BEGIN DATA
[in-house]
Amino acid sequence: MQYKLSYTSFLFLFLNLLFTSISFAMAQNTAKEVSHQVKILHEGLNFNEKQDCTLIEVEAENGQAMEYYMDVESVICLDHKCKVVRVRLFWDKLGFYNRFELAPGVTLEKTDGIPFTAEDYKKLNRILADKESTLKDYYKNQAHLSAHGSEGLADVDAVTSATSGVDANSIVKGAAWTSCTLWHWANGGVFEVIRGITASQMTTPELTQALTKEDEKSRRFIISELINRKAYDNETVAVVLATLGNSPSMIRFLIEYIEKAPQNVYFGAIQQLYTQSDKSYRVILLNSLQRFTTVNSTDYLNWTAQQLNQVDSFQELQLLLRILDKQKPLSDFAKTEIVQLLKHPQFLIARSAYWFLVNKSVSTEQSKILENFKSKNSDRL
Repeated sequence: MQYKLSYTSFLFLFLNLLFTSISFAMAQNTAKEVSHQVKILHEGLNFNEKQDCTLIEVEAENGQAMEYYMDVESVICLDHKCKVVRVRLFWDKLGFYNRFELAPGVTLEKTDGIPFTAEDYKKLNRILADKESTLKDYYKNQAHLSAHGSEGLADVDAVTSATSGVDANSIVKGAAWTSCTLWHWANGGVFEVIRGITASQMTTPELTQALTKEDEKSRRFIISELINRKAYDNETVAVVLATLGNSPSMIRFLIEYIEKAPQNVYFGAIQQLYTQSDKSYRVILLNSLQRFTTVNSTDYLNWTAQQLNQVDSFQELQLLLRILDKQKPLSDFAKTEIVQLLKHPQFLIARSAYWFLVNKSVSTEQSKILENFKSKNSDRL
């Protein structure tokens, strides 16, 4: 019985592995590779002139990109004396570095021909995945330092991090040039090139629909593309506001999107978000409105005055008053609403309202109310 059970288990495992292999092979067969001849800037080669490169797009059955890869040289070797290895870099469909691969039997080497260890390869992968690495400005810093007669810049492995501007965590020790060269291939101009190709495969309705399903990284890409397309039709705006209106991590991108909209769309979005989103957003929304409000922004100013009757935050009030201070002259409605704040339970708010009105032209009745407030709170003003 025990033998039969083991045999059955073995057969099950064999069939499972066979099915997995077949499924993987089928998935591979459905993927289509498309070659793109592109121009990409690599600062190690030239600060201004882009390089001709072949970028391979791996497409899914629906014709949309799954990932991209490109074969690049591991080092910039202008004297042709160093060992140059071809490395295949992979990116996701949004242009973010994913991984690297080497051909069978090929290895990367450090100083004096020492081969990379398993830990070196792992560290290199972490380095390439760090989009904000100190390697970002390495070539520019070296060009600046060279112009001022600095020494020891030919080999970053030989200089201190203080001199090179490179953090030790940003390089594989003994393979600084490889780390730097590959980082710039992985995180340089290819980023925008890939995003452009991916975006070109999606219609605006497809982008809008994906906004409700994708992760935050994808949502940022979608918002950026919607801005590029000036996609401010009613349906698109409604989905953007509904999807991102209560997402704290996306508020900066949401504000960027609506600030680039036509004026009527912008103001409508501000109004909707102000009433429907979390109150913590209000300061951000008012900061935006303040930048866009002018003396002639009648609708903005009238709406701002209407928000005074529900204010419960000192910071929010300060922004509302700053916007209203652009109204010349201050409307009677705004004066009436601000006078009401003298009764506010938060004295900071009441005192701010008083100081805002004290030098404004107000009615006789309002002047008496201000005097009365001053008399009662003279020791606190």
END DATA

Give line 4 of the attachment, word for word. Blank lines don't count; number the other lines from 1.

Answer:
């Protein structure tokens, strides 16, 4: 019985592995590779002139990109004396570095021909995945330092991090040039090139629909593309506001999107978000409105005055008053609403309202109310 059970288990495992292999092979067969001849800037080669490169797009059955890869040289070797290895870099469909691969039997080497260890390869992968690495400005810093007669810049492995501007965590020790060269291939101009190709495969309705399903990284890409397309039709705006209106991590991108909209769309979005989103957003929304409000922004100013009757935050009030201070002259409605704040339970708010009105032209009745407030709170003003 025990033998039969083991045999059955073995057969099950064999069939499972066979099915997995077949499924993987089928998935591979459905993927289509498309070659793109592109121009990409690599600062190690030239600060201004882009390089001709072949970028391979791996497409899914629906014709949309799954990932991209490109074969690049591991080092910039202008004297042709160093060992140059071809490395295949992979990116996701949004242009973010994913991984690297080497051909069978090929290895990367450090100083004096020492081969990379398993830990070196792992560290290199972490380095390439760090989009904000100190390697970002390495070539520019070296060009600046060279112009001022600095020494020891030919080999970053030989200089201190203080001199090179490179953090030790940003390089594989003994393979600084490889780390730097590959980082710039992985995180340089290819980023925008890939995003452009991916975006070109999606219609605006497809982008809008994906906004409700994708992760935050994808949502940022979608918002950026919607801005590029000036996609401010009613349906698109409604989905953007509904999807991102209560997402704290996306508020900066949401504000960027609506600030680039036509004026009527912008103001409508501000109004909707102000009433429907979390109150913590209000300061951000008012900061935006303040930048866009002018003396002639009648609708903005009238709406701002209407928000005074529900204010419960000192910071929010300060922004509302700053916007209203652009109204010349201050409307009677705004004066009436601000006078009401003298009764506010938060004295900071009441005192701010008083100081805002004290030098404004107000009615006789309002002047008496201000005097009365001053008399009662003279020791606190």